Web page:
Wednesday, August 01, 2007
Via email, a reader pointed me to a morbidly interesting article in City Journal on the latest manifestation of nihilism in the arts, a trend seen across Europe that is now threatening to rear its ugly head in America: Regietheater (meaning "director's theater" in German).
Mozart's lighthearted opera The Abduction from the Seraglio does not call for a prostitute's nipples to be sliced off and presented to the lead soprano. Nor does it include masturbation, urination as foreplay, or forced oral sex. Europe's new breed of opera directors, however, know better than Mozart what an opera should contain. So not only does the Abduction at Berlin's Komische Oper feature the aforementioned activities; it also replaces Mozart's graceful ending with a Quentin Tarantino--esque bloodbath and the promise of future perversion.Although I was at first tempted to fault the article for dwelling too much on what particular desecrations are being committed in European opera houses, past attacks on beauty in our age arguably make this necessary. Otherwise, how else would one grasp that the oft-cited Piss Christ no longer represents the cutting edge in the expression of hatred of beauty done in the name of art?
If you can bear her descriptions of what is being done to opera in Europe today, you will find a thoughtful exploration of why this is occurring. MacDonald correctly notes that the heavy government subsidies which insulate European opera from the marketplace have accelerated this trend, but have not alone caused it. Such travesties required a context of general cultural decline, which she correctly notes results in attacks against Enlightenment values.
Although correct as far as that goes, MacDonald does not quite make it to a proper identification of the roots of the cultural context in which opera is being mutilated:
The current transgressive style of opera production is better understood as a manifestation of the triumph of adolescent culture, which began with the violent student movement of the 1960s. Even as West Germany forged ahead economically, its intellectuals, students, and artists became infatuated with the prosperity-killing Marxism practiced in stumbling East Germany. West German opera houses began inviting East Berlin directors to bring their heavy-handed critiques of capitalism, staged on the backs of Wagner and other composers, to Western venues. The situation was the same across Europe. "Student dissatisfaction with materialism . . . echoed in the theaters, notably in repertory and styles of production that were critical of bourgeois values and the status quo," writes Patrick Carnegy in Wagner and the Art of the Theatre. In Paris in the late 1960s, City Opera manager-in-waiting Gerard Mortier led a group of student provocateurs who loudly disrupted opera productions that they considered too traditional.Yes. This is a triumph of "adolescent" culture in the sense that nihilism appeals to the rebelliousness of many adolescents, and MacDonald correctly identifies German intellectuals as the ultimate wellspring for this trend, but she does not go far enough. The sixties, although viscerally repulsive and blatantly anti-Western, could never have occurred in the absence of a long and systemic erosion of Western culture.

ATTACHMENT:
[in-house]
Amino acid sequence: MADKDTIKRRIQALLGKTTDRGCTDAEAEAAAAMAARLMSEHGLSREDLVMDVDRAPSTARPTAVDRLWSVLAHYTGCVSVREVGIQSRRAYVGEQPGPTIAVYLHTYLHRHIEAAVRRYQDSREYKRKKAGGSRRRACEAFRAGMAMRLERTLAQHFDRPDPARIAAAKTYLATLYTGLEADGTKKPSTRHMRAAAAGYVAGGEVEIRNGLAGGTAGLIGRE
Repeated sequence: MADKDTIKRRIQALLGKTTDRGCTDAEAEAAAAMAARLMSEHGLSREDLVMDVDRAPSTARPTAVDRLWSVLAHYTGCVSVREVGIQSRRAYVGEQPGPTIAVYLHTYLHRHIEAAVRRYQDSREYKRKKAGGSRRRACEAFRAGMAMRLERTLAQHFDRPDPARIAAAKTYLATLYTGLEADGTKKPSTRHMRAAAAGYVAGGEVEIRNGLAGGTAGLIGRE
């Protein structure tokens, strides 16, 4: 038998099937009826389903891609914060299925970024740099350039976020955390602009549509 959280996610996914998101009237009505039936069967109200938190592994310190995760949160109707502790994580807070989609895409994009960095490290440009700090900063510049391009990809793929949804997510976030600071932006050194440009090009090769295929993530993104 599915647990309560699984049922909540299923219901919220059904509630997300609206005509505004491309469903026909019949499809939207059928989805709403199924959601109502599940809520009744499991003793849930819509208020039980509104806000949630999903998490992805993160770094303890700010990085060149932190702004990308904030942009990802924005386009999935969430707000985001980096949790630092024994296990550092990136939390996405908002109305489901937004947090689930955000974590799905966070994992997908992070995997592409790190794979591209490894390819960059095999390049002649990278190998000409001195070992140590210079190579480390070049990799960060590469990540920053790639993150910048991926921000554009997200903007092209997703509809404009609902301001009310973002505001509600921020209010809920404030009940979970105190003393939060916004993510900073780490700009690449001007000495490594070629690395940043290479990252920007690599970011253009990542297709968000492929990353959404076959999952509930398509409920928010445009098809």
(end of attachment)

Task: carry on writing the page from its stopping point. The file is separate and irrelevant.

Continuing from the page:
The nihilistic sixties and the current offenses against good taste MacDonald documents are more constructively viewed as opportunistic infections appearing in a host whose real problem is a weakened immune system. Accordingly, the real question is not the one she asks -- whether one doctor (The Metropolitan Opera) can stave off an opportunistic infection -- but this one: What trashed the immune system of Western Civilization in the first place and what can be done about that?
Another article on the decline of art I encountered recently, Dianne Durante's "19th-Century French Painting and Philosophy", which appeared in the Fall 2006 edition of The Objective Standard, asks this question and points us to the right answer after exploring the trajectory of art during that period along with what sorts of opinions relevant to aesthetics several representative artists and critics expressed. Here is her penultimate paragraph:
As a result of the changes in philosophical ideas from Enlightenment assumptions to Kantian premises, we have seen the subjects of French 19th-century paintings move from the heroic to the ordinary to the unrecognizable, and style move from careful evocation of texture and atmosphere to dabs and smears applied with a palette knife. By the early years of the 20th century, the works being produced by the French avant-garde were bizarre and incomprehensible, but were defended vehemently by the artists and critics. Hence, although it is startling that Matisse's Luxe, calme, et volupte (fig. 2) was accepted as an admirable work of art a mere century after David painted Madame Recamier (fig. 1), it is understandable in the context of the time. Art is, after all, subject to cause and effect. Most artists, like most other people, uncritically adopt the ideas circulating in their culture. The philosophical ideas circulating by 1900 were horrendous. Art followed suit.The German intellectuals alluded to by Heather MacDonald, who helped deliver opera to these wolves in directors' clothing are merely the last in a long line of anti-reason philosophers going all the way back to Immanuel Kant, and whose influence has been eroding Western aesthetic sensibilities for quite some time. To reverse this philosophic trend -- and ultimately save the West and its great art -- will require a long and patient reintroduction (and defense) of Enlightenment values to Western culture, as Ayn Rand pointed out and attempted to begin during her lifetime.
Today: Corrected a typo.